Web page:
In a new paper in EPJ ST, Munshi G. Mustafa, Senior Professor at the Saha Institute of Nuclear Physics, Kolkata, India, introduces a thermal field theory in a simple way weaving together the details of its mathematical framework and its application.


EPJ ST Highlight - Investigating the Ising model with magnetisation

Evolution from paramagnetism to ferromagnetism.

Researchers have explored the evolution of systems of interacting spins, as they transition from random to orderly alignments. Through new simulations, they show that this evolution can be investigated by measuring the changing strength of the system’s magnetism.

The Ising model describes systems of interacting atomic spins relaxing from a ‘paramagnetic’ state – whose spins point in random directions, to a ‘ferromagnetic’ state – whose spins spontaneously align with each other. So far, the nonequilibrium dynamics of this transition has been studied by measuring the growth of regions, or ‘domains’ of aligned spins. In new research published in EPJ ST, researchers led by Wolfhard Janke at the University of Leipzig, Germany, show how this can be done far more easily by measuring the strength of the system’s magnetisation. The team’s discovery could help researchers to better understand the atomic-scale interactions underlying many different phenomena in nature: from electrostatic forces, to neuroscience and economics.


EPJ ST issue: Trends in Recurrence Analysis of Dynamical Systems

More than a decade has passed since the publication of the special issue “20 Years of Recurrence Plots: Perspectives for a Multi-purpose Tool of Nonlinear Data Analysis” in the European Physical Journal—Special Topics (EPJST). The hope for further developments inspired by the interesting contributions in this special issue was fully realized. We see an amazing development in the field of recurrence plots (RPs), recurrence quantification analysis (RQA), and recurrence networks. Recurrence analysis is not just one method; it has emerged as an entire framework with many extensions, special recurrence definitions, and specifically designed methods and tools. It has found spreading applications in diverse and growing scientific fields. Recurrence analysis has become a widely accepted concept, even referred to in studies that are actually not using it as a method, but rather using it as a reference or alternative tool. It continues to be an active area of research and development today. An attempt to provide an overview of the most significant technical developments of this recurrence-plot-based framework in the past decade is included in this special issue.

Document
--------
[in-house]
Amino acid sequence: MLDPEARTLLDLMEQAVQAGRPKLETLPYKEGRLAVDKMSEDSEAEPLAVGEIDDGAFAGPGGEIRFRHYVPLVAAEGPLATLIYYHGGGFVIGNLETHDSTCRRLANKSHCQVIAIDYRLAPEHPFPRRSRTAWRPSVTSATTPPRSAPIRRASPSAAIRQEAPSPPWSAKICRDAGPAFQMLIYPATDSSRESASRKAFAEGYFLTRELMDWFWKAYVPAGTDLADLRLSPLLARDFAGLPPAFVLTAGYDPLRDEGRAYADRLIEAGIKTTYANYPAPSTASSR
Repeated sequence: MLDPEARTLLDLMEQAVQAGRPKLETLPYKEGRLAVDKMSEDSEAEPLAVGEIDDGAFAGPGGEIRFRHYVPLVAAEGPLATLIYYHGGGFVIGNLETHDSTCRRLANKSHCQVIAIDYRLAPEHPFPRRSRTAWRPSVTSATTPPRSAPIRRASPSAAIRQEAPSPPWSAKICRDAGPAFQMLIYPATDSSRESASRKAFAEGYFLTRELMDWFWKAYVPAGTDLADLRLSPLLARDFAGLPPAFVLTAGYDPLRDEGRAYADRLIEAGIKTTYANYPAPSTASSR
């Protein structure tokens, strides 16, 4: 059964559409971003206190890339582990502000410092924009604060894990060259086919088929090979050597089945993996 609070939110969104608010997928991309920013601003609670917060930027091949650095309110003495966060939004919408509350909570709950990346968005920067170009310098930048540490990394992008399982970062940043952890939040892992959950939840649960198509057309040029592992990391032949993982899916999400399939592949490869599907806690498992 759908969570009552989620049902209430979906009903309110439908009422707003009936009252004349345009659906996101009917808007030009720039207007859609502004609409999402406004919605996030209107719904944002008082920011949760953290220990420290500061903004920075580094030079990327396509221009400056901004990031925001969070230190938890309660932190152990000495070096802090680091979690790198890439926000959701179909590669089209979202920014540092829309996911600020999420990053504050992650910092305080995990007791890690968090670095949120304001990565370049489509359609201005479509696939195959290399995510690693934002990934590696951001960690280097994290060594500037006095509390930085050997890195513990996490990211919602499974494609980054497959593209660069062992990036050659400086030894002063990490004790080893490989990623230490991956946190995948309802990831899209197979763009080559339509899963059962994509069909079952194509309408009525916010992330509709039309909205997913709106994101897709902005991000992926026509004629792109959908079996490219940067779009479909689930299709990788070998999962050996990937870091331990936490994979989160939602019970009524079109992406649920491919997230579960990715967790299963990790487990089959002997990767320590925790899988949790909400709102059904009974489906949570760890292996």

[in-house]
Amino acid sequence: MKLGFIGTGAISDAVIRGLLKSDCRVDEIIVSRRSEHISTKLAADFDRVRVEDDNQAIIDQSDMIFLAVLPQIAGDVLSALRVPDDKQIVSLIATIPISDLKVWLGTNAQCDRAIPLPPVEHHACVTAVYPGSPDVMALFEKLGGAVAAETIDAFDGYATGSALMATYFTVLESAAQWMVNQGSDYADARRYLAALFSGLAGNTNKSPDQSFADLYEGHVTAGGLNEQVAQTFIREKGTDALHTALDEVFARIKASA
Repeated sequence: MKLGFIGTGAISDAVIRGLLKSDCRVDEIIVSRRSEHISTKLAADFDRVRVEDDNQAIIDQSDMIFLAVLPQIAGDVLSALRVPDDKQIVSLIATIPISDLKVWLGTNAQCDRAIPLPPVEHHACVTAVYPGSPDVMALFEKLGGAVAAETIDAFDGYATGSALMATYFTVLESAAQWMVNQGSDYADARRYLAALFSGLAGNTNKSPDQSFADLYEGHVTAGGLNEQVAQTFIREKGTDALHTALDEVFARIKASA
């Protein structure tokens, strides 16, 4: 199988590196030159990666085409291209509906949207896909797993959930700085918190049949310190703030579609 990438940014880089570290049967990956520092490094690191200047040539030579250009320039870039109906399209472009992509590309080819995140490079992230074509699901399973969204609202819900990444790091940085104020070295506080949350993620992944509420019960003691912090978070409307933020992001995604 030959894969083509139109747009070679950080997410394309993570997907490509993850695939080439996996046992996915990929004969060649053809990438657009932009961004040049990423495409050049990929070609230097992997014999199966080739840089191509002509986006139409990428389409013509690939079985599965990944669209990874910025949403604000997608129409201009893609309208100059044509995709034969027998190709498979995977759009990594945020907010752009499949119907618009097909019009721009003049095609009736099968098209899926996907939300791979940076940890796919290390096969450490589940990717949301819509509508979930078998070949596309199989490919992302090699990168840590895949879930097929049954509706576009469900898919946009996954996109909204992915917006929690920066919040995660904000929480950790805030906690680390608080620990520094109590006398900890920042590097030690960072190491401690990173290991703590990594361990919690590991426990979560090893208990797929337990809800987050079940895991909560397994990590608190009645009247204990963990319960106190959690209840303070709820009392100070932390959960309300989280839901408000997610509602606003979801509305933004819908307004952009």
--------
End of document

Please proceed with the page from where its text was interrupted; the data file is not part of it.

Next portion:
All articles are available here and are freely accessible until 8 May 2023. For further information read the Editorial by Norbert Marwan, Charles L. Webber & Andrzej Rysak ”Trends in recurrence analysis of dynamical systems” Eur. Phys. J. Spec. Top. 232, 1–3 (2023). https://doi.org/10.1140/epjs/s11734-023-00766-z.

EPJ ST Highlight - Tracking how magnetism affects animal behaviour

Behavioural testing of animal magnetic sensing in the laboratory and the wild.

We still know little about how animal behaviour changes in response to magnetic fields. A new review provides a tutorial introduction to the study of this fascinating and potentially useful phenomenon.

For over 50 years, scientists have observed that the behaviour of a wide variety of animals can be influenced by the Earth’s magnetic field. However, despite decades of research, the exact nature of this ‘magnetic sense’ remains elusive. Will Schneider and Richard Holland from Bangor University in Wales and their co-worker Oliver Lindecke from the Institute for Biology, Oldenburg, Germany have now written a comprehensive overview of this cross-disciplinary field, with an emphasis on the methodology involved. This work is now published in EPJ ST.